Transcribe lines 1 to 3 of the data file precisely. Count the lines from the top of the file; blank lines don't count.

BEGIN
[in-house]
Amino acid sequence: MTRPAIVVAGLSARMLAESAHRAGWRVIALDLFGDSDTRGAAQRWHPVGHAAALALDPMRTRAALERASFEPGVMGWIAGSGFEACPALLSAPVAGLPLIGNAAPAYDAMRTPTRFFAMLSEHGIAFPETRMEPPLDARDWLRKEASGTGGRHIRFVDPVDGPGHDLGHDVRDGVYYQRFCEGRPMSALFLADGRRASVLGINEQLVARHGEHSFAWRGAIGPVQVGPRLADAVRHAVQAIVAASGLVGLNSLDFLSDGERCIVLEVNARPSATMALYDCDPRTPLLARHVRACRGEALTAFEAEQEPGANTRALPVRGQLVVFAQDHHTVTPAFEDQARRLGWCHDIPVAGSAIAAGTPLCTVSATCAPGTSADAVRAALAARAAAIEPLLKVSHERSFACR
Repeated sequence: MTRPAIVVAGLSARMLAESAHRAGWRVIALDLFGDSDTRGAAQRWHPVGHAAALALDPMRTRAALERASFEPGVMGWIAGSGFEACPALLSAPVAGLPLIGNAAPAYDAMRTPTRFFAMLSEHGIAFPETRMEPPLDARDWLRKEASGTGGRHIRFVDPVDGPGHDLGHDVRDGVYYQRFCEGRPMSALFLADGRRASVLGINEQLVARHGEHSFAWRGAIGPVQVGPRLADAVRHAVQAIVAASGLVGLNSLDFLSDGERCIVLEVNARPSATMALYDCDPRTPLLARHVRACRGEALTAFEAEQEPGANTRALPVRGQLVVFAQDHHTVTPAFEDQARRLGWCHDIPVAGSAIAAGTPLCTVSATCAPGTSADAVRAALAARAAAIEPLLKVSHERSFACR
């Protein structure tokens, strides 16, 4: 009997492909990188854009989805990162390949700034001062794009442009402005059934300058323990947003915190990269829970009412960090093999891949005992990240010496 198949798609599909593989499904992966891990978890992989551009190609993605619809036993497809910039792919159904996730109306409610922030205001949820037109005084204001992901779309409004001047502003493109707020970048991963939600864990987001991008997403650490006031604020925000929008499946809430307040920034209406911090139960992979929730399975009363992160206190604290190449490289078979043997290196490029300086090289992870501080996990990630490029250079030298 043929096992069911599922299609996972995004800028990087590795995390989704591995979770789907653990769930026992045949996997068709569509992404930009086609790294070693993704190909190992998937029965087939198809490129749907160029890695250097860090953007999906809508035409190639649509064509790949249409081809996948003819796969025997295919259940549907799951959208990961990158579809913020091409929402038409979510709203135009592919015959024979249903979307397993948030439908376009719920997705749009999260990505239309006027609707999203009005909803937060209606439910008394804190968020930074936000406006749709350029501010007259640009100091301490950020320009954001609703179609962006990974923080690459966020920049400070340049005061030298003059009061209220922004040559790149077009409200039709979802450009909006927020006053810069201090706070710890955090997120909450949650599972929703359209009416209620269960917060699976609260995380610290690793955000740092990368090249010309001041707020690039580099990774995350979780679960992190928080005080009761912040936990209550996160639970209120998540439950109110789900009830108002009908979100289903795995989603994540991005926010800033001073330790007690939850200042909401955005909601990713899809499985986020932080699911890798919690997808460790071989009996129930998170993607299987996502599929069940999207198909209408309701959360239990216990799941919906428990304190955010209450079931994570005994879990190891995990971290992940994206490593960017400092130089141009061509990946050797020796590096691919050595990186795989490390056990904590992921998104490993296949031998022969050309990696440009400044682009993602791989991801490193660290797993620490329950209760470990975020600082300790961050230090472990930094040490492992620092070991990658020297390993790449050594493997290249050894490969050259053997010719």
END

[in-house]
Amino acid sequence: MTRPAIVVAGLSARMLAESAHRAGWRVIALDLFGDSDTRGAAQRWHPVGHAAALALDPMRTRAALERASFEPGVMGWIAGSGFEACPALLSAPVAGLPLIGNAAPAYDAMRTPTRFFAMLSEHGIAFPETRMEPPLDARDWLRKEASGTGGRHIRFVDPVDGPGHDLGHDVRDGVYYQRFCEGRPMSALFLADGRRASVLGINEQLVARHGEHSFAWRGAIGPVQVGPRLADAVRHAVQAIVAASGLVGLNSLDFLSDGERCIVLEVNARPSATMALYDCDPRTPLLARHVRACRGEALTAFEAEQEPGANTRALPVRGQLVVFAQDHHTVTPAFEDQARRLGWCHDIPVAGSAIAAGTPLCTVSATCAPGTSADAVRAALAARAAAIEPLLKVSHERSFACR
Repeated sequence: MTRPAIVVAGLSARMLAESAHRAGWRVIALDLFGDSDTRGAAQRWHPVGHAAALALDPMRTRAALERASFEPGVMGWIAGSGFEACPALLSAPVAGLPLIGNAAPAYDAMRTPTRFFAMLSEHGIAFPETRMEPPLDARDWLRKEASGTGGRHIRFVDPVDGPGHDLGHDVRDGVYYQRFCEGRPMSALFLADGRRASVLGINEQLVARHGEHSFAWRGAIGPVQVGPRLADAVRHAVQAIVAASGLVGLNSLDFLSDGERCIVLEVNARPSATMALYDCDPRTPLLARHVRACRGEALTAFEAEQEPGANTRALPVRGQLVVFAQDHHTVTPAFEDQARRLGWCHDIPVAGSAIAAGTPLCTVSATCAPGTSADAVRAALAARAAAIEPLLKVSHERSFACR